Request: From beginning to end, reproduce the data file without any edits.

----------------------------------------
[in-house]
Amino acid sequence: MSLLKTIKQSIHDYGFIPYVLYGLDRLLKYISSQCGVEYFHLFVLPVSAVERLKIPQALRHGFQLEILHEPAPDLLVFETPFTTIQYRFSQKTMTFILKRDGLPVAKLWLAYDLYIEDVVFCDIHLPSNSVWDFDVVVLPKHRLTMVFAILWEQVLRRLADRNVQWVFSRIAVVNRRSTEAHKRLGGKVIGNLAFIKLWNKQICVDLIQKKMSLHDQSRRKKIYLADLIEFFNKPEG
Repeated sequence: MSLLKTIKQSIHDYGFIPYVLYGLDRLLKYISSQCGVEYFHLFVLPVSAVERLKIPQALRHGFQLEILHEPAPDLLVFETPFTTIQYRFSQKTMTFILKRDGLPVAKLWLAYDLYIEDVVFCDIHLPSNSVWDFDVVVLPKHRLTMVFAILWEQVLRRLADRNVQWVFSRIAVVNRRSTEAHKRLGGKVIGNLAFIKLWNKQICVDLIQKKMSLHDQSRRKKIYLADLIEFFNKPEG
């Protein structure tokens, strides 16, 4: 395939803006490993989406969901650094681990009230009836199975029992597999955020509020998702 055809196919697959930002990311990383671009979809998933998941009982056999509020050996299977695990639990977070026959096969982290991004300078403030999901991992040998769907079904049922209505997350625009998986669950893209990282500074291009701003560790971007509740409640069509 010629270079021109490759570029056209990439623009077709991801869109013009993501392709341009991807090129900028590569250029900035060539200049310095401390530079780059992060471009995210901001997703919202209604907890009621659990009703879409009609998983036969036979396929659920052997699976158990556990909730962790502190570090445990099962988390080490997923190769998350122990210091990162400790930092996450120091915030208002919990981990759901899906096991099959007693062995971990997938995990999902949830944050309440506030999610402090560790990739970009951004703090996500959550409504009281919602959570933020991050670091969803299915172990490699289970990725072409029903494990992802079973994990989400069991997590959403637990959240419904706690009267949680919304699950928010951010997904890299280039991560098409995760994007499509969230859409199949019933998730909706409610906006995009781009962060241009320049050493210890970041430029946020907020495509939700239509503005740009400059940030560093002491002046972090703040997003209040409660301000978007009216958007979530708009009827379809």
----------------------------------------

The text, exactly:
[in-house]
Amino acid sequence: MSLLKTIKQSIHDYGFIPYVLYGLDRLLKYISSQCGVEYFHLFVLPVSAVERLKIPQALRHGFQLEILHEPAPDLLVFETPFTTIQYRFSQKTMTFILKRDGLPVAKLWLAYDLYIEDVVFCDIHLPSNSVWDFDVVVLPKHRLTMVFAILWEQVLRRLADRNVQWVFSRIAVVNRRSTEAHKRLGGKVIGNLAFIKLWNKQICVDLIQKKMSLHDQSRRKKIYLADLIEFFNKPEG
Repeated sequence: MSLLKTIKQSIHDYGFIPYVLYGLDRLLKYISSQCGVEYFHLFVLPVSAVERLKIPQALRHGFQLEILHEPAPDLLVFETPFTTIQYRFSQKTMTFILKRDGLPVAKLWLAYDLYIEDVVFCDIHLPSNSVWDFDVVVLPKHRLTMVFAILWEQVLRRLADRNVQWVFSRIAVVNRRSTEAHKRLGGKVIGNLAFIKLWNKQICVDLIQKKMSLHDQSRRKKIYLADLIEFFNKPEG
């Protein structure tokens, strides 16, 4: 395939803006490993989406969901650094681990009230009836199975029992597999955020509020998702 055809196919697959930002990311990383671009979809998933998941009982056999509020050996299977695990639990977070026959096969982290991004300078403030999901991992040998769907079904049922209505997350625009998986669950893209990282500074291009701003560790971007509740409640069509 010629270079021109490759570029056209990439623009077709991801869109013009993501392709341009991807090129900028590569250029900035060539200049310095401390530079780059992060471009995210901001997703919202209604907890009621659990009703879409009609998983036969036979396929659920052997699976158990556990909730962790502190570090445990099962988390080490997923190769998350122990210091990162400790930092996450120091915030208002919990981990759901899906096991099959007693062995971990997938995990999902949830944050309440506030999610402090560790990739970009951004703090996500959550409504009281919602959570933020991050670091969803299915172990490699289970990725072409029903494990992802079973994990989400069991997590959403637990959240419904706690009267949680919304699950928010951010997904890299280039991560098409995760994007499509969230859409199949019933998730909706409610906006995009781009962060241009320049050493210890970041430029946020907020495509939700239509503005740009400059940030560093002491002046972090703040997003209040409660301000978007009216958007979530708009009827379809």